Beyond Modern Æsthetics

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In this paper I will consider modern aesthetics as the conceptual construction of artistic activities around the two poles of the art producer and the artistic product according to the modern categories of subject and object. Whilst in the early modern period artists were requested to disappear behind the results of their mastery, they progressively regained pre-eminence over their products. However, from baroque architectural installations to ephemeral and even de-materialized contemporary artistic interventions modern æsthetics has continued to focus either on art products or on the ability of subjects, both as artists and as observers, to turn things into æsthetically appreciable objects. I contend that neither the re-arrangement of artistic objects, as resulting from postmodern pastiches or the use of new media, nor the re-location of the artistic aura in the producing subjects transcend such modern perspective. On the contrary, I suggest approaching artistic activities as communicative processes, in which the artists and their activities would be nodes in a heterogeneous network including also critics, the public and all social actors involved in art fruition. Such approach would allow dealing with the determination of artistic value without recurring to a metalanguage. Moreover, it could rescue reproduced objects from the realm of the inauthentic and thus help reintroducing art into everyday life.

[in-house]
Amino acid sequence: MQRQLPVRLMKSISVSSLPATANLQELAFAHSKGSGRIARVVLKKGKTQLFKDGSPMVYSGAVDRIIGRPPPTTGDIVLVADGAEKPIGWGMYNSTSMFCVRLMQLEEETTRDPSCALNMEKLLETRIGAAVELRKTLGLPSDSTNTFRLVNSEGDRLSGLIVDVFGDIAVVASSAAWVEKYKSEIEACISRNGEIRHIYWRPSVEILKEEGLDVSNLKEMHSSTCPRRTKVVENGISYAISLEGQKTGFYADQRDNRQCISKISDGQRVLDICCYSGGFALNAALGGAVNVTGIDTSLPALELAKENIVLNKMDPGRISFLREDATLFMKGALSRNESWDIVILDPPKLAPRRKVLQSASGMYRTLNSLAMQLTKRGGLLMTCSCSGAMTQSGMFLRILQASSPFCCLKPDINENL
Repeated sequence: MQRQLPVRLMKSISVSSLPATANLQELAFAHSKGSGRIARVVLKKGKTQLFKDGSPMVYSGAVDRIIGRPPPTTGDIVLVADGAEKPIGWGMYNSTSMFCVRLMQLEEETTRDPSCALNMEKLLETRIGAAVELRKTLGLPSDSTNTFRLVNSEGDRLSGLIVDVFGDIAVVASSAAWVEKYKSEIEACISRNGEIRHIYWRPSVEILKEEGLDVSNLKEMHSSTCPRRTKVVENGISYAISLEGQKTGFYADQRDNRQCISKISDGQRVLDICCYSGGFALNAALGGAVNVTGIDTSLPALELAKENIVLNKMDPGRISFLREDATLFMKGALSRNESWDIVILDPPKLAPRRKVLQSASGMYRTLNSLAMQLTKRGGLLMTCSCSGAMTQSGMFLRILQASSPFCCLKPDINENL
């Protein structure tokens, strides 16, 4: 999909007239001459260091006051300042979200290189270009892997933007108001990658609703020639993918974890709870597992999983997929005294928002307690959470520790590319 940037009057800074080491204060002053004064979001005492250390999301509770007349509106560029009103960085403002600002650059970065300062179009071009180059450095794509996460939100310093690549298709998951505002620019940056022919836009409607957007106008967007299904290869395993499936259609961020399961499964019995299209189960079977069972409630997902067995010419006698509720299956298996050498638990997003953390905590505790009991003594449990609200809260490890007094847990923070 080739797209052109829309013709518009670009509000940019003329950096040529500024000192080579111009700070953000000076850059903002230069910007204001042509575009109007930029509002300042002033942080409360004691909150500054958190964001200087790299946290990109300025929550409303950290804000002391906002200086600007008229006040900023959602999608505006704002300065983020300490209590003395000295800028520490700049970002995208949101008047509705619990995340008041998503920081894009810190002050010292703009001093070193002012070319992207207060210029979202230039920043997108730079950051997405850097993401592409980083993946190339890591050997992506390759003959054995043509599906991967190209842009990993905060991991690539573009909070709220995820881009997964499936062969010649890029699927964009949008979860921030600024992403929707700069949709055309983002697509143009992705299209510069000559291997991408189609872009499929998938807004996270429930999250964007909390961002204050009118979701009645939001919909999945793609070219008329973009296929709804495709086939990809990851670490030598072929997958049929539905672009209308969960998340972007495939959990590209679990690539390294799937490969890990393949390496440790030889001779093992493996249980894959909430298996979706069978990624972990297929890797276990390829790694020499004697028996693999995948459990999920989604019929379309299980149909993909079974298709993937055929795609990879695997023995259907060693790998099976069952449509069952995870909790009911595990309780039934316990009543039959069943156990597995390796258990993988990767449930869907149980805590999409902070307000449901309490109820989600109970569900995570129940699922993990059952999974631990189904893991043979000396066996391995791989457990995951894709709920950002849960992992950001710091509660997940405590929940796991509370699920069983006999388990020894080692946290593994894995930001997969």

Keywords: Modern Æsthetics, Art Producer, Art Product, Communicative Process
Stream: Arts Theory and Criticism
Presentation Type: Paper Presentation in English
Paper: , Beyond Modern Æsthetics


Dr. Riccardo Baldissone

Researcher, Centre for Human Rights Education, Curtin University of Technology
Perth, Western Australia, Australia

Riccardo Baldissone was born in Rome, Italy, in 1959. His formal education covers Classical Studies, Science, Philosophy, Pedagogy, including an Education degree, and a Graduate Diploma in Human Rights Education. His main interest is on modern Western philosophy. Riccardo has recently submitted a PhD thesis at Curtin University, Perth, Western Australia as a recipient of an International Postgraduate Research Scholarship. His thesis deals with fundamentalisms in modern Western thought, with a particular focus on philosophy, science, economics and law. Its aim is twofold: by exposing the family resemblances of modern fundamentalisms, to link their non-fundamentalist theoretical counterparts in a transdisciplinary framework, and to use the latter to push human rights discourse beyond its originary Western, liberal, and individualistic perspective.

Ref: A09P0710